Why are cable seasons so short
Posted 22 June 2009 - 01:06 PM
A normal TV show has 22-26 episodes and lasts pretty well from mid-late Sept until the end of May. I don't understand why cable TV shows are so much shorter. Burn Notice, which I love, is only going to be 16 episodes (like season 2) in this 3rd year. From what I have read here there will be 9 episodes this summer then a long break until January and then 7 more. That is a lot of months with no Burn Notice and I don't understand why cable stations do that instead of filling up the year the way regular TV does with a series.
I have other cable series that I watch and enjoy and they do the same short thing. Any thoughts, explanations?
Posted 22 June 2009 - 05:11 PM
Posted 22 June 2009 - 08:25 PM
Posted 22 June 2009 - 09:16 PM
"Covert operatives and diplomats from all over the world mingling in Miami.
Michael has this weekend circled on his calendar every year."
Posted 22 June 2009 - 09:39 PM
Here's a summary of the points from the article:
-Shorter seasons often allow the creative teams to make better shows as well because they can lavish more time on individual episodes.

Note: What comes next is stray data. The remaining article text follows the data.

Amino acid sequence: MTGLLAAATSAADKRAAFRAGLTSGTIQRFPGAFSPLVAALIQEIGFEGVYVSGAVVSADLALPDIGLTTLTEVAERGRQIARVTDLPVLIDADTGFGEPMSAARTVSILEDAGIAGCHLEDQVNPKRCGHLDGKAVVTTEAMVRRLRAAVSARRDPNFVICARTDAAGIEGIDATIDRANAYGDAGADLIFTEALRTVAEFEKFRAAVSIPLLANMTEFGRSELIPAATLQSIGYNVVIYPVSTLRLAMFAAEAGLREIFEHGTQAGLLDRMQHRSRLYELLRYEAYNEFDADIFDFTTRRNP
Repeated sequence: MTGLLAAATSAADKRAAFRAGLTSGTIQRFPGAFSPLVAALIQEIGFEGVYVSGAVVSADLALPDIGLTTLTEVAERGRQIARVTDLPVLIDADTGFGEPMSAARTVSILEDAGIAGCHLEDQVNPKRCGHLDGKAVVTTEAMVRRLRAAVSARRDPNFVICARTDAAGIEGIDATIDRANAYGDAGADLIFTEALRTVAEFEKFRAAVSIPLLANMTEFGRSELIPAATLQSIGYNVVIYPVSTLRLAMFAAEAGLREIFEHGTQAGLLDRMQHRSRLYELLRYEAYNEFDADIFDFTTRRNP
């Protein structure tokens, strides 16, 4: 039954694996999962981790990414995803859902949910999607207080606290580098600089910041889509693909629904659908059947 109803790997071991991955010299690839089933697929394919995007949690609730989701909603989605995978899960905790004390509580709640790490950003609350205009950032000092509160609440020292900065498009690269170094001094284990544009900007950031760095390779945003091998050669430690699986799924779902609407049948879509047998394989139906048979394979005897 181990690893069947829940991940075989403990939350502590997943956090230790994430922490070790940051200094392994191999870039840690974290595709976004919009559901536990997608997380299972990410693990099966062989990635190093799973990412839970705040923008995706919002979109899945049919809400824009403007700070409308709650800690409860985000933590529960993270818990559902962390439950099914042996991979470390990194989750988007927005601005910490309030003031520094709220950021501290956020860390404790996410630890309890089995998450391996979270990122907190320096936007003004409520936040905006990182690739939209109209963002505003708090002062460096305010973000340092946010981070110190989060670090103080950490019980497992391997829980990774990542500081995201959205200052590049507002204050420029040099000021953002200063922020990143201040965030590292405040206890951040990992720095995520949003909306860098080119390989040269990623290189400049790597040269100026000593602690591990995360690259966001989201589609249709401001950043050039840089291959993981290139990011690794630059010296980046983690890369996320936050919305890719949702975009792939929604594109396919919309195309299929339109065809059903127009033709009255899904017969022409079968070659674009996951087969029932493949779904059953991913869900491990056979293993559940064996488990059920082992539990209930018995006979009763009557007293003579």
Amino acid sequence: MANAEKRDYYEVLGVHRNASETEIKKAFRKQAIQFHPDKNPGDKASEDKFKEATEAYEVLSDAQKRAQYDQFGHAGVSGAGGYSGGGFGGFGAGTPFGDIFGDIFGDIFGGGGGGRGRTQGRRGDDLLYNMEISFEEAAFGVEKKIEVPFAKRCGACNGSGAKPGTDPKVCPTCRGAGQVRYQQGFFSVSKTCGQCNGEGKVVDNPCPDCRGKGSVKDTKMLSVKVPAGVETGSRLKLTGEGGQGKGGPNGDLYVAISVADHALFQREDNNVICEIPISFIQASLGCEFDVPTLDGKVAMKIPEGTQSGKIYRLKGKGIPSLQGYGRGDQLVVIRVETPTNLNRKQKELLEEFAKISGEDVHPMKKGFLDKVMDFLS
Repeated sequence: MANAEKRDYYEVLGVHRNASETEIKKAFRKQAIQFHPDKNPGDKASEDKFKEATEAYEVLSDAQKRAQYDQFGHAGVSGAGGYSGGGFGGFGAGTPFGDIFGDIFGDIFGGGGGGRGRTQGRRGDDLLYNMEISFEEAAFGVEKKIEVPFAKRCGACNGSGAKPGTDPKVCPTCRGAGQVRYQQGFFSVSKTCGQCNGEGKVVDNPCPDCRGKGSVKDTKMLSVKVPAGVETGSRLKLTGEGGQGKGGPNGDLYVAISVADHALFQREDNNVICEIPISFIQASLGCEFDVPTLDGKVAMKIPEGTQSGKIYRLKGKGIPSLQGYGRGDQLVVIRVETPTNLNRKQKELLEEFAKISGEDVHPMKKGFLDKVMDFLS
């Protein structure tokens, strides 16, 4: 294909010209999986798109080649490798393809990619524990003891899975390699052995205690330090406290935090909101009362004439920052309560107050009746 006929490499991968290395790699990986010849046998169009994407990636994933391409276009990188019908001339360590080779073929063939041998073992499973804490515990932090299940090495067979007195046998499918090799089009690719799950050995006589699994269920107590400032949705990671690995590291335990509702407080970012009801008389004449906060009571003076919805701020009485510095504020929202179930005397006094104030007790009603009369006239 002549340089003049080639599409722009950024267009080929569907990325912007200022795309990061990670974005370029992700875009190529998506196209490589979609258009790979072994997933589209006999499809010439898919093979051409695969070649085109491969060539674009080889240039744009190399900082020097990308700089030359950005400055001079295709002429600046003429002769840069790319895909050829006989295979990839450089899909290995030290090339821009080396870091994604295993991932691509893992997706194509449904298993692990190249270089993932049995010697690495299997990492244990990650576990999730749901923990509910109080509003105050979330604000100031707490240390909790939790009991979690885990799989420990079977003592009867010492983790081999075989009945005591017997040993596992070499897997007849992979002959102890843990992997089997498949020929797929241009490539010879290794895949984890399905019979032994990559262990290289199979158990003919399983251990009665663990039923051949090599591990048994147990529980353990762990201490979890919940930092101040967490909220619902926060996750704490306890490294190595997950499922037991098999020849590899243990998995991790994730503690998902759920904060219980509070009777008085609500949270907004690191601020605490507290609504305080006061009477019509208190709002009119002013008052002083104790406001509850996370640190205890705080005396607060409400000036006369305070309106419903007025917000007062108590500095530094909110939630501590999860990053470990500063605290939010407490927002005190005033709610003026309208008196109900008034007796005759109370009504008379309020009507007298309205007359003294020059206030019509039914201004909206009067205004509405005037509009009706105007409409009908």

- Shorter production schedules lure bigger stars. A 13-episode season allows A-list talent like Saving Grace's Hunter, Damages' Close and Weeds' Mary-Louise Parker to maintain their feature and stage careers.
-While the networks have lined their June to September schedules with sub-par reality shows and myriad reruns, their cable competitors take advantage of the relatively clutter-free period by airing scripted originals (think USA's Burn Notice) to great success.
-In addition to the scheduling flexibility that abbreviated seasons allow, writers and actors alike benefit from a greater creative license to delve into deeper and often morally ambiguous territory.
-in addition to cable's dual revenue streams (advertising dollars and subscription fees) as opposed to broadcast's singular ad-supported model, cable has far fewer programming hours to fill and less fare to promote.
Posted 23 June 2009 - 01:38 PM